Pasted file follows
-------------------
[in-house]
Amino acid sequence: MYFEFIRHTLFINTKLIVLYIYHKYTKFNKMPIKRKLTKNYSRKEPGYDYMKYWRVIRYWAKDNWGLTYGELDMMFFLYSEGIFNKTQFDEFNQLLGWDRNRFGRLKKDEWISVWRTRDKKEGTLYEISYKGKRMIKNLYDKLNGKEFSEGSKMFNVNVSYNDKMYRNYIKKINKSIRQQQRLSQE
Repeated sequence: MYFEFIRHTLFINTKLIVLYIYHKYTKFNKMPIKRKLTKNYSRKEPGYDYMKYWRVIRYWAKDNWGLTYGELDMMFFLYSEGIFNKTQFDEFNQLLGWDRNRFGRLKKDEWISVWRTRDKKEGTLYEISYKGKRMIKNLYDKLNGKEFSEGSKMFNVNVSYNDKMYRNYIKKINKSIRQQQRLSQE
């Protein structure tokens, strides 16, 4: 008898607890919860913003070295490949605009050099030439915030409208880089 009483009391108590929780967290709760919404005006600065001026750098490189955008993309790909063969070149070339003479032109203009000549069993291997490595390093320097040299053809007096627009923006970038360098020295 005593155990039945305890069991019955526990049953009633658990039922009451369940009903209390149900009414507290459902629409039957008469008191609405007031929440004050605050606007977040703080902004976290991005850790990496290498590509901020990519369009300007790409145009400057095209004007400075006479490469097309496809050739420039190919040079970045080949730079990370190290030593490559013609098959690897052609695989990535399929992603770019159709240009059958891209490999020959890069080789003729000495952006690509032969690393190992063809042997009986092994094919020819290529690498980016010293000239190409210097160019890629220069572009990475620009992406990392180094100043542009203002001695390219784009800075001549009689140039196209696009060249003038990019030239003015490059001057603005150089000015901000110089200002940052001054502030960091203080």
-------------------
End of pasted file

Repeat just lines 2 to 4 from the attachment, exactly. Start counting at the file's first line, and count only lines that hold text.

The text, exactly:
Amino acid sequence: MYFEFIRHTLFINTKLIVLYIYHKYTKFNKMPIKRKLTKNYSRKEPGYDYMKYWRVIRYWAKDNWGLTYGELDMMFFLYSEGIFNKTQFDEFNQLLGWDRNRFGRLKKDEWISVWRTRDKKEGTLYEISYKGKRMIKNLYDKLNGKEFSEGSKMFNVNVSYNDKMYRNYIKKINKSIRQQQRLSQE
Repeated sequence: MYFEFIRHTLFINTKLIVLYIYHKYTKFNKMPIKRKLTKNYSRKEPGYDYMKYWRVIRYWAKDNWGLTYGELDMMFFLYSEGIFNKTQFDEFNQLLGWDRNRFGRLKKDEWISVWRTRDKKEGTLYEISYKGKRMIKNLYDKLNGKEFSEGSKMFNVNVSYNDKMYRNYIKKINKSIRQQQRLSQE
């Protein structure tokens, strides 16, 4: 008898607890919860913003070295490949605009050099030439915030409208880089 009483009391108590929780967290709760919404005006600065001026750098490189955008993309790909063969070149070339003479032109203009000549069993291997490595390093320097040299053809007096627009923006970038360098020295 005593155990039945305890069991019955526990049953009633658990039922009451369940009903209390149900009414507290459902629409039957008469008191609405007031929440004050605050606007977040703080902004976290991005850790990496290498590509901020990519369009300007790409145009400057095209004007400075006479490469097309496809050739420039190919040079970045080949730079990370190290030593490559013609098959690897052609695989990535399929992603770019159709240009059958891209490999020959890069080789003729000495952006690509032969690393190992063809042997009986092994094919020819290529690498980016010293000239190409210097160019890629220069572009990475620009992406990392180094100043542009203002001695390219784009800075001549009689140039196209696009060249003038990019030239003015490059001057603005150089000015901000110089200002940052001054502030960091203080």